Later this year, a block in the South Main Historic District will be the site of a $13-15 million construction and historic preservation project as a 1904 three-story warehouse is transformed into a hub for artistic talent and activity.

The United Warehouse at 138 St. Paul Avenue is being reimagined by Artspace USA as a 100,000 square foot “arts facility with 45 – 55 artist live/work units united with related community/gallery space and an indoor arts garden.” It’s the latest addition to the vibrancy of South Main District, following up on the Jeff Nesin Graduate School of the Memphis College of the Arts.

“It’s a really good fit and the site is perfectly located,” said Greg Handberg, senior vice-president of properties for ArtSpace. “It’s in the South Main District whose redevelopment is so exciting. A lot is happening. It’s a partnership between city (government), foundation, and private sector to make an investment in another cultural asset in the neighborhood. The Hyde Foundation is a financial partner with the city and they have been active supporter and champions for the project. The local support is so important when we request help from State of Tennessee and national foundations.”

The project is the outgrowth of a National Endowment for the Arts grant to City of Memphis to evaluate, study, and plan for affordable, sustainable living and working space for artists, according to Wendy Holmes, vice-president of Consulting and Resource Development at Artspace, a 33-year-old Minneapolis organization that owns and operates 30 projects in 19 cities.

Twenty-four of the 30 projects are live-work projects with a total of 1,008 residential units. Many of the live/work projects also include non-residential space such as studios, offices for arts organizations, rehearsal and performance venues, and space for arts-friendly businesses.

The warehouse in Memphis is a classic project for Artspace, according to Mr. Handberg. “In most cases, our buildings are three to four stories with a coffee shop and businesses on the ground floor,” he said. “This is a huge win for the City of Memphis and it is high on our list of priorities. The big difference with us compared to a standard real estate firm is that we don’t come in trying to achieve our objectives. Rather, we are achieving what the community tells us it wants.”

Ms. Holmes said that the project with have efficiency units, as well as two and three-bedroom units. Sometimes, people forget that artists have families, she added. Because a major part of the project is being paid from low-income tax credits, applicants must be 60 percent or less than the average median income.

“It’s first-come, first-serve,” said Mr. Handberg. “They have to have enough income to pay the rent, but they can’t earn too much because of the tax credits,” he said. “There is an interview process to prove they have a commitment to art that will involve other artists” who aren’t planning on living in the building.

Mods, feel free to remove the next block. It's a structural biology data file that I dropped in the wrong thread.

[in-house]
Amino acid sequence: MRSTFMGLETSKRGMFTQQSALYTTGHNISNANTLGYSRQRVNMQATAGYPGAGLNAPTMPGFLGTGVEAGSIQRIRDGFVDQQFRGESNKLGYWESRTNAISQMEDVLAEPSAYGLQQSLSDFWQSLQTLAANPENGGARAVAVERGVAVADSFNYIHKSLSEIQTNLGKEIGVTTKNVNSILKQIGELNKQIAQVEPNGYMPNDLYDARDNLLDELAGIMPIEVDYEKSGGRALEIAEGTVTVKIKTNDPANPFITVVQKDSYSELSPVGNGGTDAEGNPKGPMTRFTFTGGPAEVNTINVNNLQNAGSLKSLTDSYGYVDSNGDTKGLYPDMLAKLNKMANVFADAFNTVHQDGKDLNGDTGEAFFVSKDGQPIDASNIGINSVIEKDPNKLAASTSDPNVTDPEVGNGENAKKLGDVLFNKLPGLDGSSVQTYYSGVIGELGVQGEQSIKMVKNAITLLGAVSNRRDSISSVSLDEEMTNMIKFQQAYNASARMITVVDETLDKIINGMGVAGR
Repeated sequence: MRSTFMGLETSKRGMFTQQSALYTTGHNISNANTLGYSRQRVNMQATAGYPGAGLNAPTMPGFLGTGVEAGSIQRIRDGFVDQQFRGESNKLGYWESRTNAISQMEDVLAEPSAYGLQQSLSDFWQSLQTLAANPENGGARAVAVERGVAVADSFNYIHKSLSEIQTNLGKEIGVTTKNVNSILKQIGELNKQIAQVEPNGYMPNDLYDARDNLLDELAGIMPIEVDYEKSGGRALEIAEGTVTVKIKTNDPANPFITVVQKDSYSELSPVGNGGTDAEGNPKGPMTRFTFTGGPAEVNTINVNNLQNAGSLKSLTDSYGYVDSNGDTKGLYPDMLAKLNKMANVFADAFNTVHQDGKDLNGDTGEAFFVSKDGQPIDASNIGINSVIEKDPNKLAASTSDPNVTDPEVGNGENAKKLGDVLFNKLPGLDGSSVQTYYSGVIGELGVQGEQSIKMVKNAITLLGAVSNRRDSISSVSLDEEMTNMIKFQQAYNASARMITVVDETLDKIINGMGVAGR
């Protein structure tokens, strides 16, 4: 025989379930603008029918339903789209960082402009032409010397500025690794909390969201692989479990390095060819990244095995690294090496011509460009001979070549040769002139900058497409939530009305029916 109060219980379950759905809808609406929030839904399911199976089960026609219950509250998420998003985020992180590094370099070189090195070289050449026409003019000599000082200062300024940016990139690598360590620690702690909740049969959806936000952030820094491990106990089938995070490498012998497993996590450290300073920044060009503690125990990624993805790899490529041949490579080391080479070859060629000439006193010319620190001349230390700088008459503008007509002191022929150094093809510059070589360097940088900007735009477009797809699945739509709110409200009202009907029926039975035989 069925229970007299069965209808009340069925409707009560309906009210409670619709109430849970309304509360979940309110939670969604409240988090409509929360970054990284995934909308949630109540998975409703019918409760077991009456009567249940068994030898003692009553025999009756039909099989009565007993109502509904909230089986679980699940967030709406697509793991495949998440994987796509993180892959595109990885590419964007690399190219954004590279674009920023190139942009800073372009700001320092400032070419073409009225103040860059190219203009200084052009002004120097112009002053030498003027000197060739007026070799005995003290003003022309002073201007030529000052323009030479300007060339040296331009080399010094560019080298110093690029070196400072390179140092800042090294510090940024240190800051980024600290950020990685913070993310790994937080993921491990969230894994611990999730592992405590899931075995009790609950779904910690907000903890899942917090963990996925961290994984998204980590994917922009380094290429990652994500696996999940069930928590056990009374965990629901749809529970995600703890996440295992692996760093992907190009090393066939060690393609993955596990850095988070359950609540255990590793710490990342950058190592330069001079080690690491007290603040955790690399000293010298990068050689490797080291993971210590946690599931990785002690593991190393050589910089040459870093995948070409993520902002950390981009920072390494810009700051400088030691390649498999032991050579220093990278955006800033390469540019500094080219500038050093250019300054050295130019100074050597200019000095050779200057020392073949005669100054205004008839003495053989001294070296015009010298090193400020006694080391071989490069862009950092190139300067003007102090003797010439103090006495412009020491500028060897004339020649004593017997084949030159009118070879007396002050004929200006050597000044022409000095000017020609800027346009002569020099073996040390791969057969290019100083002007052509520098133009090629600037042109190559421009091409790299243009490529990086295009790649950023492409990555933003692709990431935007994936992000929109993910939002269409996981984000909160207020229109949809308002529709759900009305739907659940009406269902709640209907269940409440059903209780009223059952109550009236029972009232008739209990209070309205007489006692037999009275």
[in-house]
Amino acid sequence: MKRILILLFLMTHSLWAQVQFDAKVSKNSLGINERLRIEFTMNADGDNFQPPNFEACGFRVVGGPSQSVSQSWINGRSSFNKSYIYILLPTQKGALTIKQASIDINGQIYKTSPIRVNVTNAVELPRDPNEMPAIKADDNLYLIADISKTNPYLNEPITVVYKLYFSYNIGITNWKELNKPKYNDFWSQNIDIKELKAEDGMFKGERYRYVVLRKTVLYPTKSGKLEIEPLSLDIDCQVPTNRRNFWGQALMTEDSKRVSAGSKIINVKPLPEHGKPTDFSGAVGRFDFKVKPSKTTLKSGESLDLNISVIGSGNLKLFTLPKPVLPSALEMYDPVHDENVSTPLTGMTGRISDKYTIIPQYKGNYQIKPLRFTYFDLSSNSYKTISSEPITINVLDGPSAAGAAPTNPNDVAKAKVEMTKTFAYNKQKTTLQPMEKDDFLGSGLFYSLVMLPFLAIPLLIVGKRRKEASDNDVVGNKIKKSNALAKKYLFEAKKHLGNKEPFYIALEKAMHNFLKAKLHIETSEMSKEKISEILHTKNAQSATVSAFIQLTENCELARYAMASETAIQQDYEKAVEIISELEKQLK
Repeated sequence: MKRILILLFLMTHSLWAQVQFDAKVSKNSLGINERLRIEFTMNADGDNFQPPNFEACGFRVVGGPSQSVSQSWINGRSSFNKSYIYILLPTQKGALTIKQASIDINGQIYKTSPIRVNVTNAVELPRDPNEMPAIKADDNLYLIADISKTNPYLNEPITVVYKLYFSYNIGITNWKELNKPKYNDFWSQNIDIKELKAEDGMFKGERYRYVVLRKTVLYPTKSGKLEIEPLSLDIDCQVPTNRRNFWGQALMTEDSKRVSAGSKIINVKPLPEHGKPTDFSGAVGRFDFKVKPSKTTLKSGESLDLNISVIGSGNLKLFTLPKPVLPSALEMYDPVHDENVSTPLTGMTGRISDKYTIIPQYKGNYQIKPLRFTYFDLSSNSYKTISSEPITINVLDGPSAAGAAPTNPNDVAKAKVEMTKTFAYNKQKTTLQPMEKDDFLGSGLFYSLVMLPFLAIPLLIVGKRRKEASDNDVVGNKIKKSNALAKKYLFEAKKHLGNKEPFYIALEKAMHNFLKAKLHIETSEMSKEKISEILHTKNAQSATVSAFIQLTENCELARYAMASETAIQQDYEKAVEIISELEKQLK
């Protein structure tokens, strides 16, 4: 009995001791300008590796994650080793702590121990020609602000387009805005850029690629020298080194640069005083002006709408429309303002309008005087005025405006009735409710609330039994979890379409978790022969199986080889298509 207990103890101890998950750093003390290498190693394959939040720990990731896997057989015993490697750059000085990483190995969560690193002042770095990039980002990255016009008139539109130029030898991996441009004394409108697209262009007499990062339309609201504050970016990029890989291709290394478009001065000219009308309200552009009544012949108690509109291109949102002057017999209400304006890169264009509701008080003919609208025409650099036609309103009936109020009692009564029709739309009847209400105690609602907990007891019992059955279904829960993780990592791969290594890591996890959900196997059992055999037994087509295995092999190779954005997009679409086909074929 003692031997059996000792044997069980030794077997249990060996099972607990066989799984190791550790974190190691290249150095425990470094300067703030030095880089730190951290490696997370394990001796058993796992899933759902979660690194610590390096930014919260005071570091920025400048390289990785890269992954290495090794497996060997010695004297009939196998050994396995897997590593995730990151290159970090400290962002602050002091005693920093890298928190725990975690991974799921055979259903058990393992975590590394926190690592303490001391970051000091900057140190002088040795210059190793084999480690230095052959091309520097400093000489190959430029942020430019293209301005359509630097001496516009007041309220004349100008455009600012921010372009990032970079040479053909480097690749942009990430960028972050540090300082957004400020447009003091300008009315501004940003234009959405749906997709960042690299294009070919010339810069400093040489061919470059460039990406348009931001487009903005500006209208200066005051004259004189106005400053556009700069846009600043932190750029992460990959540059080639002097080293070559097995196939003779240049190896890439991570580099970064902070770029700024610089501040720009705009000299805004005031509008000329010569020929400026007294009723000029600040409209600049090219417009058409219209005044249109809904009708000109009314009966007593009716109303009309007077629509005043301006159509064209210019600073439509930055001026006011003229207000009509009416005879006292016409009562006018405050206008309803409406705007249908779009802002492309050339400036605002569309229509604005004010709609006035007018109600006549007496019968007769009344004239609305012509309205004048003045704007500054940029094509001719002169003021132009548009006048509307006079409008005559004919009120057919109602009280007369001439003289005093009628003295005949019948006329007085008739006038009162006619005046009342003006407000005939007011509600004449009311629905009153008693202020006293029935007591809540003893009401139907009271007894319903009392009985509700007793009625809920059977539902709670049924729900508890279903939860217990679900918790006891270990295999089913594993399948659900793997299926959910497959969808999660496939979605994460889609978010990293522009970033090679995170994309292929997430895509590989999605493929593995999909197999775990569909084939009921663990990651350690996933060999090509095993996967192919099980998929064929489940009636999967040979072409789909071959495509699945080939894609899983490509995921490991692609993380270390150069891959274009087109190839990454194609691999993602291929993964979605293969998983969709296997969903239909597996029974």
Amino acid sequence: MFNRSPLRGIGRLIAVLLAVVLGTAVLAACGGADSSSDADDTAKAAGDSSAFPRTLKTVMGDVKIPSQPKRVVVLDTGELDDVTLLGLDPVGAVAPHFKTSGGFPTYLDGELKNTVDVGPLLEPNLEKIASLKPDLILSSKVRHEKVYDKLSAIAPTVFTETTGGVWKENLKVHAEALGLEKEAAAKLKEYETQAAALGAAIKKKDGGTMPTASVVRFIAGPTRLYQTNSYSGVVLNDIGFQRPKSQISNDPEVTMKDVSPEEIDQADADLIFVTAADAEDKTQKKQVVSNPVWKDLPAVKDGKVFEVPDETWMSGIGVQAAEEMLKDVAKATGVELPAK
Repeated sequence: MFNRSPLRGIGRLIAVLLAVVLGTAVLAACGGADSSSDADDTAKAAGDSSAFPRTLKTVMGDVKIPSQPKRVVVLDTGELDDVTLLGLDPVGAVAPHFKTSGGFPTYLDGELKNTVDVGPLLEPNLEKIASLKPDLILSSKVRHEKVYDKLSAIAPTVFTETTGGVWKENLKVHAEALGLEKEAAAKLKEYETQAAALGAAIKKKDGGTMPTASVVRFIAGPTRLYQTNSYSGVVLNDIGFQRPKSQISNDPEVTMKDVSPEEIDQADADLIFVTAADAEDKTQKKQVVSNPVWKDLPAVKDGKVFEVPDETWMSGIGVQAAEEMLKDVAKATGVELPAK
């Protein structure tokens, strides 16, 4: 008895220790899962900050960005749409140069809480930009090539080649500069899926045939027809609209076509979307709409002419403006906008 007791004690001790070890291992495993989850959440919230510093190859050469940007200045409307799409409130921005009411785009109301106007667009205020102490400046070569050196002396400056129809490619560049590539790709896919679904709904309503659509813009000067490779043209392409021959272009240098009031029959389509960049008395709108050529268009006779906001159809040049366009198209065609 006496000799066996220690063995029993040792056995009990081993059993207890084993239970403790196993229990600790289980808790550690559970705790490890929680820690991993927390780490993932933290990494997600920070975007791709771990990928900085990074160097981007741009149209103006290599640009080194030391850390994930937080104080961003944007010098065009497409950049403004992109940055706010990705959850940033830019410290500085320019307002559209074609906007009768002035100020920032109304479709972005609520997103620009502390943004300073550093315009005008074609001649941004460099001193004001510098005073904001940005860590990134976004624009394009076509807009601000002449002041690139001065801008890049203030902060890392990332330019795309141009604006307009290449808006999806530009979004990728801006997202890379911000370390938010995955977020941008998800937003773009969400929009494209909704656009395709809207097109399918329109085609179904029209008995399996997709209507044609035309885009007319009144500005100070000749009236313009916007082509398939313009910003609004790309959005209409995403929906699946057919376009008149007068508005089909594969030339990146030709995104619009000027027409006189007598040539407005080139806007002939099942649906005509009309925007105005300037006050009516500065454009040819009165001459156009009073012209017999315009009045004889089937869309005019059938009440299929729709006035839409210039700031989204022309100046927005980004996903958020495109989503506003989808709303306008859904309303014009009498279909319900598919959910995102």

“If you ask 10 artists, eight would say they prefer to work in a historic neighborhood context,” said Mr. Handberg. “We hear the argument a lot about why not buy foreclosed homes for $40,000 unit instead of spending $180,000 a unit. It’s not just about the housing. It’s about the preservation of a historic building and the impact on the urban core.” He added that the success of similar buildings is in the opportunity for artists to be in close proximity and the opportunity for “collaboration in a wide range of disciplines in a way that contributes to professional advancement.”

Hyde Foundation Program Director Gretchen McLennon said the story of the project is about Memphis attracting more attention at a national level. “In 2010, the Foundation was contacted by the National Endowment for the Arts as its new chairman, Rocco Landesman, was embarking on his Art Works tour of the nation. He was looking for communities where arts and economic development were happening in tandem and Memphis was on the radar.”

She said that Mr. Landesman took a particular interest in the South Main District and “immediately recognized what so many of us who were champions of the neighborhood already knew: the district is a vital area with important cultural and historic assets (National Civil Rights Museum), education anchor (College of Art Graduate School), a growing retail and business community, arts-related nonprofit organizations housed in the zone (Memphis Music Foundation and Blues Foundation), and even arts-related programming (River Arts Fest ).”

In response to the Hyde Foundation’s interest in creating more vibrancy, Mr. Landesman suggested that “affordable housing for artists would help complete the ‘new’ South Main” and recommended that the Foundation talk to Artspace to “realize a vision of a reenergized South Main Arts District.” “The bones are there,” she said. “We are just partnering to help accelerate a transition that has been at play in the South Main area for over a decade. We knew we had to play a role in this exciting endeavor.”